Here’s what really happens to your back and joints when you turn 30

I turned 30 in January…

No big deal, right?

I mean, it’s a milestone birthday, for sure.

But, it’s not like I turned 21, or 40… or 60 for that matter. I don’t feel old, and I don’t feel young. Well… I didn’t until I started noticing a few things.

  1. I make old man noises when I sit down (or when I try and stand up) – you know the noises I mean. That low, guttural groan aging men make when they have to put effort into something.
  2. My knees are constantly sore. Especially in the morning, and especially when I have to walk up or down stairs.
  3. I wake up with back and neck pain… every. damn. morning.

I know I sound like a complainer but, to be honest with you, I’ve never really put too much thought into it, that was, until I sat down and wanted to start writing this article.

But, I wanted to know why I feel like my joints are slowly giving out on me now that I’m 30!

I’m not alone either.

A friend once strained her neck while drying her hair. Another did his back when he coughed while reaching up to a high bookshelf.

“This is what happens at our age.” they said, “Your body starts to fall apart.”

“Our age” is early-30s.

Hardly the age I thought I’d be when I’d have to deal with this kind of stuff!

There is some truth to it, though.

Your muscles do start to change in your 30s, says Alan Hayes, a muscle and exercise physiologist at Victoria University.

“You have … peak muscle mass in mid-20s and certainly after that point, by about your mid-30s, they start to decline.

“But if you’re that age and just blaming your body, that’s a bit of a cop out.” he adds.

James Fell, a sports scientist at the University of Tasmania, says there’s probably no reason to attribute such muscular niggles to age until your 50s.

Professor Hayes thinks it’s even higher: “I don’t think you should do that until you’re in your 70s.”

So, if I can’t blame my age, why does it feel like my body is already failing me?

Scientists know that, as we age, it takes longer to bounce back from injury than it once did.

A 3D illustration of a nerve cell under a microscope

Some posit that it’s something called cell exhaustion, others maintain that less hormonal changes makes muscle repair take much longer, while some argue that as we age, our body’s inflammatory response to injury is elevated.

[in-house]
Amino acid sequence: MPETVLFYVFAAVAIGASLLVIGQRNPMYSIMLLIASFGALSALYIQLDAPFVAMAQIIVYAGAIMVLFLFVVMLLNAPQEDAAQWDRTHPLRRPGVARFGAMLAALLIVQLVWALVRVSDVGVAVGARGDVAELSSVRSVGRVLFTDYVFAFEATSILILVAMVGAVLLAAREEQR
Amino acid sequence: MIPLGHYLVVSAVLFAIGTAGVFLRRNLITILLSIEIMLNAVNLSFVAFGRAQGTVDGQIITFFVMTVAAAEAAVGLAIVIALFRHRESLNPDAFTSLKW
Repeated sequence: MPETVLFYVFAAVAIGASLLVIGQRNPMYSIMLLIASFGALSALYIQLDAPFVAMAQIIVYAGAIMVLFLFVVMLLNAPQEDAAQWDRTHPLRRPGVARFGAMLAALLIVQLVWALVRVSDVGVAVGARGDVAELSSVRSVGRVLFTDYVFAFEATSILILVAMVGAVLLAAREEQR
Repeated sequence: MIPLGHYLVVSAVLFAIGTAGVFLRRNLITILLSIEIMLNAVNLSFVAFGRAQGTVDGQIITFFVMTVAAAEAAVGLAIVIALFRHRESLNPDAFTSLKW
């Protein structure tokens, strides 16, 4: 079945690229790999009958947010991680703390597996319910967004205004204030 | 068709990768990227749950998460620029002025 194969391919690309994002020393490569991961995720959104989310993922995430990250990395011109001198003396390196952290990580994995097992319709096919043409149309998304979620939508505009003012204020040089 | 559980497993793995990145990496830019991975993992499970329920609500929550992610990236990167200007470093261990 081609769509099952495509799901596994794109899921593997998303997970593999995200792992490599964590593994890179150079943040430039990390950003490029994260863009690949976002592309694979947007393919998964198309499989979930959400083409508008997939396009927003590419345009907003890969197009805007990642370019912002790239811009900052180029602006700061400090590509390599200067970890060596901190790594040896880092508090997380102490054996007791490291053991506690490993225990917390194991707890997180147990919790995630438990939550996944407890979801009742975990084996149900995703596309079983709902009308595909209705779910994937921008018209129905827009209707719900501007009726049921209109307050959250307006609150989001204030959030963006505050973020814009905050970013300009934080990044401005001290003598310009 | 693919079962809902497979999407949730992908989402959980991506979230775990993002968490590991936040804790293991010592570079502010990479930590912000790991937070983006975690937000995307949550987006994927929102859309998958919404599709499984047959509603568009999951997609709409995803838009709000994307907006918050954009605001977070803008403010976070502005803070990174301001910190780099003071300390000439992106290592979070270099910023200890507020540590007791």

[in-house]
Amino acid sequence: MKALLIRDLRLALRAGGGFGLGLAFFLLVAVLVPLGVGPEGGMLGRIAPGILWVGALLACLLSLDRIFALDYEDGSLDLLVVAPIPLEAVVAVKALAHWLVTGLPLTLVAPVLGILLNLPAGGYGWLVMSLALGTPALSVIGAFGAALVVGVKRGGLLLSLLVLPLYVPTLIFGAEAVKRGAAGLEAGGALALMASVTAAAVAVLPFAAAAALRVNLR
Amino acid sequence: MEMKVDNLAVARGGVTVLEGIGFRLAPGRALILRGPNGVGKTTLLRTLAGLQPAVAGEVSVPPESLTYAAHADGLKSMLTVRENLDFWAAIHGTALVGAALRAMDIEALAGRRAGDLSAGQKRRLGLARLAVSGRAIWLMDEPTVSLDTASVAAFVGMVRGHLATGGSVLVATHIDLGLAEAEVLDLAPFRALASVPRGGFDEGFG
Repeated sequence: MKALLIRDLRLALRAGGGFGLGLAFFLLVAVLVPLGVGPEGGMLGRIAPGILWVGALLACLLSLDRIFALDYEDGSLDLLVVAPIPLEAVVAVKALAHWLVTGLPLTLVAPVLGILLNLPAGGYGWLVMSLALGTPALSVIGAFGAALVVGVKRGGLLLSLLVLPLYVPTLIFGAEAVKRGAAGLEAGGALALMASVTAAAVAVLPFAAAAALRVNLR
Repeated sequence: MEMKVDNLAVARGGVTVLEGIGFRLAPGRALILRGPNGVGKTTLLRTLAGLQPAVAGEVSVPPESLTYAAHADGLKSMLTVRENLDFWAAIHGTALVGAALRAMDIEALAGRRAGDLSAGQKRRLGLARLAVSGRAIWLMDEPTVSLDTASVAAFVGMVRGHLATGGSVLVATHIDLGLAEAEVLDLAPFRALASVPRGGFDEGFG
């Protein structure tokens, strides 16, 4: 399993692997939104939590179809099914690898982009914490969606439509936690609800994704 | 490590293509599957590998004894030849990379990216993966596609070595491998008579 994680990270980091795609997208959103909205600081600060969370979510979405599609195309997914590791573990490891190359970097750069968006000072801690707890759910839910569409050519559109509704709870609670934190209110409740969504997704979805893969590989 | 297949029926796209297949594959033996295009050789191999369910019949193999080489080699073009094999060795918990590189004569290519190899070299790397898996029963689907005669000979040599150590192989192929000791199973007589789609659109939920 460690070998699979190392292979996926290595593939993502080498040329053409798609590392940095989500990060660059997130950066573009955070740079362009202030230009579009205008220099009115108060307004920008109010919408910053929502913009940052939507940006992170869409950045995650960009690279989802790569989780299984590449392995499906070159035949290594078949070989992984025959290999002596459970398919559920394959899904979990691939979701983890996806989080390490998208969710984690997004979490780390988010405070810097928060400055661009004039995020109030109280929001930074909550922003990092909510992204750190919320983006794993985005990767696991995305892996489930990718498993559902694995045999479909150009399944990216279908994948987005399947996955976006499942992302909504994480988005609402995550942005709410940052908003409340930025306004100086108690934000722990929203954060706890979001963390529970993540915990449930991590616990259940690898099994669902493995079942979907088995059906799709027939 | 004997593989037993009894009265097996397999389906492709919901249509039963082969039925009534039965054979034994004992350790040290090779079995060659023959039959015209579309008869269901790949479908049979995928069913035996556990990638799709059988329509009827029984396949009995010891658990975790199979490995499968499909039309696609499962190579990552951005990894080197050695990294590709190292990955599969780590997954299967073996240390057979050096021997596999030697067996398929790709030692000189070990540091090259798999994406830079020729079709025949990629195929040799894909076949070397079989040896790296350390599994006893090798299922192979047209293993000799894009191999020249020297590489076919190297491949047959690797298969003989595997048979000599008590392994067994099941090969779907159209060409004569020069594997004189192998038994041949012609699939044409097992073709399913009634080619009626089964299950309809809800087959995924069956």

It could of course be a cocktail of all three.

While the cause is still uncertain, one thing is sure; when you sustain an injury, anticipate devoting more time to rest and recovery than you have in the past (a.k.a. Be kind to your body!).

So, joint and back pain is somewhat of an inevitability for most of the population, but what is “normal”?

Age 30 to 50

What’s normal:

Occasional neck or back ache on waking; back stiffness after driving for more than two hours; some aching in the legs after walking for 30 minutes to an hour; needing to move around after an hour of sitting on a hard chair.

What’s not not:

Intense pain in one or more joints after carrying shopping; difficulty or discomfort getting into a low car or out of a seat.

“Having any one of these symptoms is a sign your joints or back are suffering early signs of degenerative change,” says Tim Allardyce of the British Osteopathic Association. “This may be through injury or a sedentary lifestyle. Poor posture is a contributing factor.”

Obesity increases the risk of osteoarthritis by up to 15 times, says Arthritis Research UK. 

Get the years back:

Invest in a natural joint care supplement which can help manage pain and reduce inflammation which can often be the cause of pain in the first place.

Check your posture if you spend a long time doing a particular task, such as being hunched over a laptop.

Whatever your exercise, invest in professionally fitted shoes, says physiotherapist Sammy Margo. This will help minimise stress on your joints.

Excessive repetitive movements, such as long-distance running, may lead to injuries and a greater risk of joint problems.

Age 50 to 70

What’s normal:

Aches and pains when changing your sheets; discomfort or restriction in the neck while checking the blind spot in a car; back ache when sitting for long periods; stiffness or aching in the legs or back when walking between 30 minutes and an hour.

What’s not:

Joint pain that wakes you up in the night; being unable to turn your neck at all to check a blind spot due to stiffness or pain; avoiding low chairs and sofas due to knee, hip or back pain; intense joint or back pain after walking.